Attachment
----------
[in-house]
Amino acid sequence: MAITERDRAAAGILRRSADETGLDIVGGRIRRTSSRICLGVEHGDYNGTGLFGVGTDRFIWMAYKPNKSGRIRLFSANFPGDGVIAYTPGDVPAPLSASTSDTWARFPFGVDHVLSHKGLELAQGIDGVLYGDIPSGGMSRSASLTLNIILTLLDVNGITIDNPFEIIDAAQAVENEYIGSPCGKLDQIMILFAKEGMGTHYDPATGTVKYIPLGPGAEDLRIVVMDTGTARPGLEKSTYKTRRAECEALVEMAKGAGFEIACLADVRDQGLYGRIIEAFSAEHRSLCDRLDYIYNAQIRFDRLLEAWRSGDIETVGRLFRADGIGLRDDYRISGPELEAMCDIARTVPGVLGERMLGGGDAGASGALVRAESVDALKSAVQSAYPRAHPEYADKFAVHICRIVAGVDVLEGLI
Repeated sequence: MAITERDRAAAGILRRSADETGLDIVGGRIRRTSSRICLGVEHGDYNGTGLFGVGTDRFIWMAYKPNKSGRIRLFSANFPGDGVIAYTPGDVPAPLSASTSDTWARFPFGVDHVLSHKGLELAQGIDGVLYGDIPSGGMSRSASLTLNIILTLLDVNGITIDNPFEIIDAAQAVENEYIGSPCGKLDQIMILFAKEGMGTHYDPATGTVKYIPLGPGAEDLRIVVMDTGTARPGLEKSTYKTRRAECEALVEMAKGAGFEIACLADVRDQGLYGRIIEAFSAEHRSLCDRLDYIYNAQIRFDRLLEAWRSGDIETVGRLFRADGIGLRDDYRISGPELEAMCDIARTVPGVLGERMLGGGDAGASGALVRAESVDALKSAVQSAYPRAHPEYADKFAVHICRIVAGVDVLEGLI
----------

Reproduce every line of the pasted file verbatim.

[in-house]
Amino acid sequence: MAITERDRAAAGILRRSADETGLDIVGGRIRRTSSRICLGVEHGDYNGTGLFGVGTDRFIWMAYKPNKSGRIRLFSANFPGDGVIAYTPGDVPAPLSASTSDTWARFPFGVDHVLSHKGLELAQGIDGVLYGDIPSGGMSRSASLTLNIILTLLDVNGITIDNPFEIIDAAQAVENEYIGSPCGKLDQIMILFAKEGMGTHYDPATGTVKYIPLGPGAEDLRIVVMDTGTARPGLEKSTYKTRRAECEALVEMAKGAGFEIACLADVRDQGLYGRIIEAFSAEHRSLCDRLDYIYNAQIRFDRLLEAWRSGDIETVGRLFRADGIGLRDDYRISGPELEAMCDIARTVPGVLGERMLGGGDAGASGALVRAESVDALKSAVQSAYPRAHPEYADKFAVHICRIVAGVDVLEGLI
Repeated sequence: MAITERDRAAAGILRRSADETGLDIVGGRIRRTSSRICLGVEHGDYNGTGLFGVGTDRFIWMAYKPNKSGRIRLFSANFPGDGVIAYTPGDVPAPLSASTSDTWARFPFGVDHVLSHKGLELAQGIDGVLYGDIPSGGMSRSASLTLNIILTLLDVNGITIDNPFEIIDAAQAVENEYIGSPCGKLDQIMILFAKEGMGTHYDPATGTVKYIPLGPGAEDLRIVVMDTGTARPGLEKSTYKTRRAECEALVEMAKGAGFEIACLADVRDQGLYGRIIEAFSAEHRSLCDRLDYIYNAQIRFDRLLEAWRSGDIETVGRLFRADGIGLRDDYRISGPELEAMCDIARTVPGVLGERMLGGGDAGASGALVRAESVDALKSAVQSAYPRAHPEYADKFAVHICRIVAGVDVLEGLI